Mild confusional states are common, especially in elderly patients exposed to hospital care or the trauma of major surgery. Metabolic encephalopathy due to systemic organ failure especially of the liver or kidneys, excessive medication, nutritional insufficiency or systemic infection with fever often add to an underlying traumatic, vasometer or senile cerebral insufficiency precipitating a confusional state. A severely confused person is usually unable to carry out more than a few simple commands. Speech may be limited to a few words or phrases or occasionally the patient may be quite talkative. The confused patient will react to both verbal and painful stimuli although the response may be sluggish and slower than normal.


Delirium is a common and difficult problem especially in ill elderly patients. It is characterized by a fluctuating disturbance in consciousness and change in cognition that usually develops over a short period of time. Ten to fifteen percent of elderly patients may be delirious on arrival to the hospital and up to 55% may become delirious following admission. Delirium is often accompanied by increased morbidity and subsequent functional decline. The financial consequences are also significant because of increased hospitalization and additional care requirements.

The signs and symptoms of delirium include disorientation which is sometimes total and inclusive of absence of self-recognition. Other characteristic findings are irritability, perceptual delusions, visual hallucinations and usually intermittent impairment of arousal, but there may be sustained insomnia. The symptoms of delusion usually become worse after nightfall. Many delusional patients are febrile, most are tremulous and those with drug or alcohol withdrawal may convulse. The severe agitation, disorientation and occasional presence of auditory rather than visual hallucinations sometimes can be confused with a functional psychosis, but in most cases, the presence of fever, defects in orientation, the impairment of simple calculations and intellectual tools identify the organic nature of the underlying mechanism. The delusional patient will respond to both verbal and painful stimuli.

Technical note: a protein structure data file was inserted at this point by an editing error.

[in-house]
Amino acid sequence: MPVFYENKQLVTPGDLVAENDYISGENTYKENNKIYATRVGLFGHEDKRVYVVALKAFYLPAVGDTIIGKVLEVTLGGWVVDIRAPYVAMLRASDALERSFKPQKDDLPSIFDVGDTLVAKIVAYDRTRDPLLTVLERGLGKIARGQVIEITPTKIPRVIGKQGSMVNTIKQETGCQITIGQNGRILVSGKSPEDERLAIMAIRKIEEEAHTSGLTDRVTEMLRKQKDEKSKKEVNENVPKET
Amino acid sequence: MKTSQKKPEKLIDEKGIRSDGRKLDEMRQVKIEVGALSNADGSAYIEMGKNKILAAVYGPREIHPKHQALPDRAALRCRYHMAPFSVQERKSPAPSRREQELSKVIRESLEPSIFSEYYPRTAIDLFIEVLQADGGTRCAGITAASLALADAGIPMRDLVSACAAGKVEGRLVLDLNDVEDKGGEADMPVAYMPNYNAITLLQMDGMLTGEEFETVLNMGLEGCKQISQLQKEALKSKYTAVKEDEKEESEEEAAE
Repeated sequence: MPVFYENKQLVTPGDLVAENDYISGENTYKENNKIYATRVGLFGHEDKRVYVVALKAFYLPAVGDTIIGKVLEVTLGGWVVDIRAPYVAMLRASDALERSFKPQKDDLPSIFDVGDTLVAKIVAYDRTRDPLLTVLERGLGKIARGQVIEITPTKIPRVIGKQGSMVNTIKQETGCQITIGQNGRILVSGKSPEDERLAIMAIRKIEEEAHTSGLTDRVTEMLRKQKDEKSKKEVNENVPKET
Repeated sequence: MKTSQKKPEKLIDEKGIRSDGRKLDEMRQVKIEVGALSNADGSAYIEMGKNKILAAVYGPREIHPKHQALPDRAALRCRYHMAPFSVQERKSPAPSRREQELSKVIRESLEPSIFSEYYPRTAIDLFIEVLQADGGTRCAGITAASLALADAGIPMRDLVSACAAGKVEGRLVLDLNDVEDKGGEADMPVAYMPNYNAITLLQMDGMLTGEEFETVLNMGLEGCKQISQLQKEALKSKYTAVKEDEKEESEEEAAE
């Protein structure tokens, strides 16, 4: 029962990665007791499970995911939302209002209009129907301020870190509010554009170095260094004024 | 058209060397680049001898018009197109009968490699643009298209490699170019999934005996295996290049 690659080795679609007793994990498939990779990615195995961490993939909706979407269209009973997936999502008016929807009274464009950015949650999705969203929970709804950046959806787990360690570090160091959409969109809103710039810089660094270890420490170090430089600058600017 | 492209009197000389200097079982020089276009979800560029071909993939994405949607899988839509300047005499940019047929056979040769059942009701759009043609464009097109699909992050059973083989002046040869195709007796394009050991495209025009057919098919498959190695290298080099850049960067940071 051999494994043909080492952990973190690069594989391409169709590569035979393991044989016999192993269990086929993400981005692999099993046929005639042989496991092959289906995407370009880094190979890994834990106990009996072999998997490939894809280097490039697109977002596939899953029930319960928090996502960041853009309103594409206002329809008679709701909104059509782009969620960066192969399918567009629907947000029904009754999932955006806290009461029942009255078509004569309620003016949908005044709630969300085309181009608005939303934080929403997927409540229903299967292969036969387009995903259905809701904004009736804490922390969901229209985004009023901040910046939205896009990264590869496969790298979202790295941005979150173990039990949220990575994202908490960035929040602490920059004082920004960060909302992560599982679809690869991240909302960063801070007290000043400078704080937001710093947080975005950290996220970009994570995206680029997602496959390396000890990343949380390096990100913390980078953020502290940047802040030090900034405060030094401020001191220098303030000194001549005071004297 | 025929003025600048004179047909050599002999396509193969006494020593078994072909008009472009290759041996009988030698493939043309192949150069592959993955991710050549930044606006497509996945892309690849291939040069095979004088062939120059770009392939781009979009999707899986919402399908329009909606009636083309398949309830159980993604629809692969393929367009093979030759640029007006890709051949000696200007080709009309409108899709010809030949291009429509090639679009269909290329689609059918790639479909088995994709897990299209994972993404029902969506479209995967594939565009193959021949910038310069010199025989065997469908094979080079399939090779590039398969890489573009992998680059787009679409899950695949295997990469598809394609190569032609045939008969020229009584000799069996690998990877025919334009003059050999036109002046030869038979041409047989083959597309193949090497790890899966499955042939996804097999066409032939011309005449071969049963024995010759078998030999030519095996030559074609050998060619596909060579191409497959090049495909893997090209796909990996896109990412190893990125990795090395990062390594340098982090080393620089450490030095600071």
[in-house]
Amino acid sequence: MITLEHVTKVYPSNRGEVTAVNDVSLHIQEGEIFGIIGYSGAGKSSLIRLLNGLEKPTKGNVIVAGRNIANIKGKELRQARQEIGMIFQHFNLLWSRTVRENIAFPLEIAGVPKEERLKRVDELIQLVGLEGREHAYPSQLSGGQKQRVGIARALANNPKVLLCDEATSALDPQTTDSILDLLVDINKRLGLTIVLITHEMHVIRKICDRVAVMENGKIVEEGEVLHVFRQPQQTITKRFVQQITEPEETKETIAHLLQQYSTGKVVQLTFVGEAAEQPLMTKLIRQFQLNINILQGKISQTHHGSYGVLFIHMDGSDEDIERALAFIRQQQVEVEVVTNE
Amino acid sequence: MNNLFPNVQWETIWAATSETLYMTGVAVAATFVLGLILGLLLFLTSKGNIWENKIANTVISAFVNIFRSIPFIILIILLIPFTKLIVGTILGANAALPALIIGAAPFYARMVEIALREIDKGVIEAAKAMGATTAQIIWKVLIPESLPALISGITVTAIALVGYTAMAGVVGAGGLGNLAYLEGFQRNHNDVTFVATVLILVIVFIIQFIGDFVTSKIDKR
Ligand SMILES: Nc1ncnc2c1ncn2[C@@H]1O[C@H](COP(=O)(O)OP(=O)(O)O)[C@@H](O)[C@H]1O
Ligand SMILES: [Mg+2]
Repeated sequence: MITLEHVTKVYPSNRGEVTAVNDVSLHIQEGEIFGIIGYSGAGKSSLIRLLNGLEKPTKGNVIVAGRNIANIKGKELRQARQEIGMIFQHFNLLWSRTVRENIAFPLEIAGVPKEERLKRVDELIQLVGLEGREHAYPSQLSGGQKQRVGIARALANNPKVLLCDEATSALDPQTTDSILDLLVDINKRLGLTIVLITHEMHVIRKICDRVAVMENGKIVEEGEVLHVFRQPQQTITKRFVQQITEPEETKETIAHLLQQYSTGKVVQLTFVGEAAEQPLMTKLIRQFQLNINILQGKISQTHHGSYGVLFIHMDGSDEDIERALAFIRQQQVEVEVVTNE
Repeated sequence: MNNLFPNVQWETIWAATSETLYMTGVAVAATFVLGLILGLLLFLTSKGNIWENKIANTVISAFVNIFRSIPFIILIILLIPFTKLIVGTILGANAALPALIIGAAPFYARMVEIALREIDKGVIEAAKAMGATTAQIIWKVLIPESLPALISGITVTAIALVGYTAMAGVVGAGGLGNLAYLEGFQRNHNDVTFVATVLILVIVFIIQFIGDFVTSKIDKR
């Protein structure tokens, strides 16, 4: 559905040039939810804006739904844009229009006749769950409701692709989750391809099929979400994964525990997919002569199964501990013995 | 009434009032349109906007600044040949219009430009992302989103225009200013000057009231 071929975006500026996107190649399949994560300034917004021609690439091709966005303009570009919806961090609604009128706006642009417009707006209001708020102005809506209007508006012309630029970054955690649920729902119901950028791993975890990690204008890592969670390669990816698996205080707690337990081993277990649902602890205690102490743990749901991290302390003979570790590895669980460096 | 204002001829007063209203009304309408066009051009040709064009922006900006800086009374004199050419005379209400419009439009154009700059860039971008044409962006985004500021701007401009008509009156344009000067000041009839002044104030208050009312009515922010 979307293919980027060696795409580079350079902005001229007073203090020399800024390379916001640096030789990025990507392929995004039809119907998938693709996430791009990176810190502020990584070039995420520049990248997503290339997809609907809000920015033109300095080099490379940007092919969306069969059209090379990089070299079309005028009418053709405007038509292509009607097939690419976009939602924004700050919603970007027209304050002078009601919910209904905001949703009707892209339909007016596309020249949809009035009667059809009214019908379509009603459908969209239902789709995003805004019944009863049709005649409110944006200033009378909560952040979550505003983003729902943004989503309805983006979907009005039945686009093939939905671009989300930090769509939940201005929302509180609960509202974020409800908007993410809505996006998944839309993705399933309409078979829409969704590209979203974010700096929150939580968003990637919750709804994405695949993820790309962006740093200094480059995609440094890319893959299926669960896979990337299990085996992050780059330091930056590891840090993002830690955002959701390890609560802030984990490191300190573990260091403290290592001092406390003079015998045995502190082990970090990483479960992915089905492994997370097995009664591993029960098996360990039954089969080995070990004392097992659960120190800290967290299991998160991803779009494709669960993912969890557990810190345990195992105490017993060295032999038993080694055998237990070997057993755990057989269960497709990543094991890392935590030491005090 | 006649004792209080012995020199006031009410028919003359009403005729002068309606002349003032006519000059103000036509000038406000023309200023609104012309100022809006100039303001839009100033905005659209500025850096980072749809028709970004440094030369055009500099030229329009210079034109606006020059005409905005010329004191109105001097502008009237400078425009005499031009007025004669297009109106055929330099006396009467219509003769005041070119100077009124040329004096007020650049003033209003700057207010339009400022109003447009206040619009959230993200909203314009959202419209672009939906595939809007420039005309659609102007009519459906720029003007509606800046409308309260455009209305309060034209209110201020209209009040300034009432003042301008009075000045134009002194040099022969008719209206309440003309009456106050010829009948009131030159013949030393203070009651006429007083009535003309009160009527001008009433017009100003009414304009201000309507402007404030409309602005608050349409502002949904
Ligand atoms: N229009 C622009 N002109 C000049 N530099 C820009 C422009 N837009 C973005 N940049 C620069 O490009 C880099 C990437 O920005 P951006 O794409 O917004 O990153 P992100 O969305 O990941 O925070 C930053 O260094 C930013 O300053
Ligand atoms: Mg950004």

Delirium most often occurs with widespread toxic or structural brain disease. It is seen especially during withdrawal from intoxication in abusers of drugs and alcohol and in acute inflammatory disorders such as meningitis and encephalitis. However, recent research suggest that specific disruptions of neurologic pathways and neurotransmitter systems may lead to delirium rather than “global” cerebral involvement.


Obtundation is primarily characterized by reduced alertness and hypersomnia. Hypersomnia is technically defined as a state of sleep in excess of 25% of the expected normal. When awakened from an obtunded state, the patient remains drowsy and confused and wakefulness can only be maintained by continuous verbal and painful stimuli. It is common to see the patient spontaneously changing postures in bed, drawing up the bed-sheets, and trying to pull out intravenous needles and indwelling catheters. The patient can accurately locate the source of painful stimulus and fights forcibly, sometimes accompanying the response with vocalization and grimacing. Asymmetry of spontaneous movement or of the response to a painful stimulus by an obtunded patient may indicate the association of obtundation with a hemiparesis or monoparesis.

Obtundation is often seen with substance abuse in the form of narcotic or alcohol overdosage. It is also seen in diffuse encephalopathic processes such as hepatic encephalopathy, diabetic acidosis and uremia. In obtundation secondary to substance abuse or diffuse encephalopathy, prompt diagnosis and appropriate therapy is urgent since the usual progression is to coma and possible death.